Colleges know that the first year, and the first semester in itself are when freshmen will be "weeded" out. I should also point out that Clayton County Schools are not the only ones who are ill preparing the youth, that is why there are so many who flunk or drop out in the first year. Some are too blown away by the experience to even attempt to try school again at a later date.
To another point as to why students are not prepared for college, or can't go to college is the price of everything. You have tuition, plus hundreds of dollars worth of fees like, science fees, recreation fees, math fees, etc. On top of all the tuition and fees, you have to pay hundreds of dollars for books for just one semester, and there is no guarantee of selling them back. Then you might have to, or want to, live in a dormitory, which will cost thousands more, just as if you wished to get an apartment. Scholarships are there for just about everything you can possibly imagine. The problem is that so many people are vying for money for colleges it makes everyone's chances significantly lower. The HOPE scholarship, an academic grant, is the way many people have found college an affordable route in Georgia. The problem is that it can only be used in Georgia schools, and it has stipulations as to how it can be taken away.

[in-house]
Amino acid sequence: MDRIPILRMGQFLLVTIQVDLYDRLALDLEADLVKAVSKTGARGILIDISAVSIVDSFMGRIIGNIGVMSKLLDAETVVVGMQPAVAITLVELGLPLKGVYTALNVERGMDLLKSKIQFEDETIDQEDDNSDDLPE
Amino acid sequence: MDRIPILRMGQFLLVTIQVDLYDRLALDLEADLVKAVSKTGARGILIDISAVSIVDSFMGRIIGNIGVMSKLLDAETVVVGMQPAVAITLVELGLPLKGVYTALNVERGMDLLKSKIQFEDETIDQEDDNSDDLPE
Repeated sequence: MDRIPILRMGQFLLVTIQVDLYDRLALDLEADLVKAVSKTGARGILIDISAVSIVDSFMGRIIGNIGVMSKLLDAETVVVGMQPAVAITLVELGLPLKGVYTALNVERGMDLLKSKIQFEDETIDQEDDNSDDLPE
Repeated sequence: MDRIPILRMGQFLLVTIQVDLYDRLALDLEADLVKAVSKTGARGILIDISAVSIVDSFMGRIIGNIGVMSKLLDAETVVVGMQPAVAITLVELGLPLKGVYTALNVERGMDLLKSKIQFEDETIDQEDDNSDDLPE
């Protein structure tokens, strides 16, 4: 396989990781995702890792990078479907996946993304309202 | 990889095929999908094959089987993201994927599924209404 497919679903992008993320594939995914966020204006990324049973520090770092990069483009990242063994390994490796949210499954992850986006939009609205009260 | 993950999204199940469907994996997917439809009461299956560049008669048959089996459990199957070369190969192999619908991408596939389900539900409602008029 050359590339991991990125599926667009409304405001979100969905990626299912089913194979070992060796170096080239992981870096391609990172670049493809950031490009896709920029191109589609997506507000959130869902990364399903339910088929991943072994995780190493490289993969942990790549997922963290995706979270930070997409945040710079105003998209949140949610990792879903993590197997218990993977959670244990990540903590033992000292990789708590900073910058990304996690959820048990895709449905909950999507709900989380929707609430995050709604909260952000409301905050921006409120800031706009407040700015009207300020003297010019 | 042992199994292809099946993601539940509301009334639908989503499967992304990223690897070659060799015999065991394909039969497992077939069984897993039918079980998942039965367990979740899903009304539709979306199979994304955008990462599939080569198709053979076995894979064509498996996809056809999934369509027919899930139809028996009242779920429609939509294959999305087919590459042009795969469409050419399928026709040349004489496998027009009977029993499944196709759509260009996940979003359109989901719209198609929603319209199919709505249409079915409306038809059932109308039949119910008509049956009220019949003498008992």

To first obtain the HOPE, you must have a cumulative GPA of 3.0 in high school or better. While you're in college you must take at least 12 credit hours of classes per semester, or it will be taken away. After 30 hours of "attempted" hours, and every 30 hours after that, HOPE checks your college GPA, and if it is lower than 3.0, then it is taken away. Even if you drop classes before or after the withdraw deadline, the class will still count as attempted, adding to the hours you have taken, making the check for your GPA come sooner than wanted.
When you receive notification that you have been offered HOPE, you receive a pamphlet with a lot of the stipulations; Make sure you read them.
My recommendation is that if you're in high school still, take the most rigorous schedule you can, because it will be the only thing that will come even a mile close to college experience. One more important thing for those still in high school? save your money.
Ryan Whelchel, of Jonesboro, is a rising sophomore at Georgia State University and a summer intern for the News Daily.